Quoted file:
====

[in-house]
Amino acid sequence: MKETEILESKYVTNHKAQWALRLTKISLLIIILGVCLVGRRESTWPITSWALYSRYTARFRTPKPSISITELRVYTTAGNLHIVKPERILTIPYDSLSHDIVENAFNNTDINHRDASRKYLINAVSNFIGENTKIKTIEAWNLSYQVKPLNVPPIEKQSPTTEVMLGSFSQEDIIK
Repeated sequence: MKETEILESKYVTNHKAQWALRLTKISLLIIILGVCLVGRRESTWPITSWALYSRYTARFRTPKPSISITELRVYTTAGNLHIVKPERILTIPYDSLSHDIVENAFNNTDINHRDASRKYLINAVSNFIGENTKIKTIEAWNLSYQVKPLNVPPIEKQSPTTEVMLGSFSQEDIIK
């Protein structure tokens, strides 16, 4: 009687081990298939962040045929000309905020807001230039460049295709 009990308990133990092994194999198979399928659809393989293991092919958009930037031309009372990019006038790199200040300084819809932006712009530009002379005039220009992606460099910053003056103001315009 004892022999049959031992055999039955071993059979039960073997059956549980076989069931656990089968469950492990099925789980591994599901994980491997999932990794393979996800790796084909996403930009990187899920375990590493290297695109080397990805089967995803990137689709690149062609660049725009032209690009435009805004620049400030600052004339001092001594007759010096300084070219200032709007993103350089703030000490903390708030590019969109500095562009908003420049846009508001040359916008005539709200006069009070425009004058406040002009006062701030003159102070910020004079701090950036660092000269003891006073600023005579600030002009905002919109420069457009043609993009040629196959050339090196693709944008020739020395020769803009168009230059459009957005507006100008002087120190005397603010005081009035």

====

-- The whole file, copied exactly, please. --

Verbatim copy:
[in-house]
Amino acid sequence: MKETEILESKYVTNHKAQWALRLTKISLLIIILGVCLVGRRESTWPITSWALYSRYTARFRTPKPSISITELRVYTTAGNLHIVKPERILTIPYDSLSHDIVENAFNNTDINHRDASRKYLINAVSNFIGENTKIKTIEAWNLSYQVKPLNVPPIEKQSPTTEVMLGSFSQEDIIK
Repeated sequence: MKETEILESKYVTNHKAQWALRLTKISLLIIILGVCLVGRRESTWPITSWALYSRYTARFRTPKPSISITELRVYTTAGNLHIVKPERILTIPYDSLSHDIVENAFNNTDINHRDASRKYLINAVSNFIGENTKIKTIEAWNLSYQVKPLNVPPIEKQSPTTEVMLGSFSQEDIIK
């Protein structure tokens, strides 16, 4: 009687081990298939962040045929000309905020807001230039460049295709 009990308990133990092994194999198979399928659809393989293991092919958009930037031309009372990019006038790199200040300084819809932006712009530009002379005039220009992606460099910053003056103001315009 004892022999049959031992055999039955071993059979039960073997059956549980076989069931656990089968469950492990099925789980591994599901994980491997999932990794393979996800790796084909996403930009990187899920375990590493290297695109080397990805089967995803990137689709690149062609660049725009032209690009435009805004620049400030600052004339001092001594007759010096300084070219200032709007993103350089703030000490903390708030590019969109500095562009908003420049846009508001040359916008005539709200006069009070425009004058406040002009006062701030003159102070910020004079701090950036660092000269003891006073600023005579600030002009905002919109420069457009043609993009040629196959050339090196693709944008020739020395020769803009168009230059459009957005507006100008002087120190005397603010005081009035």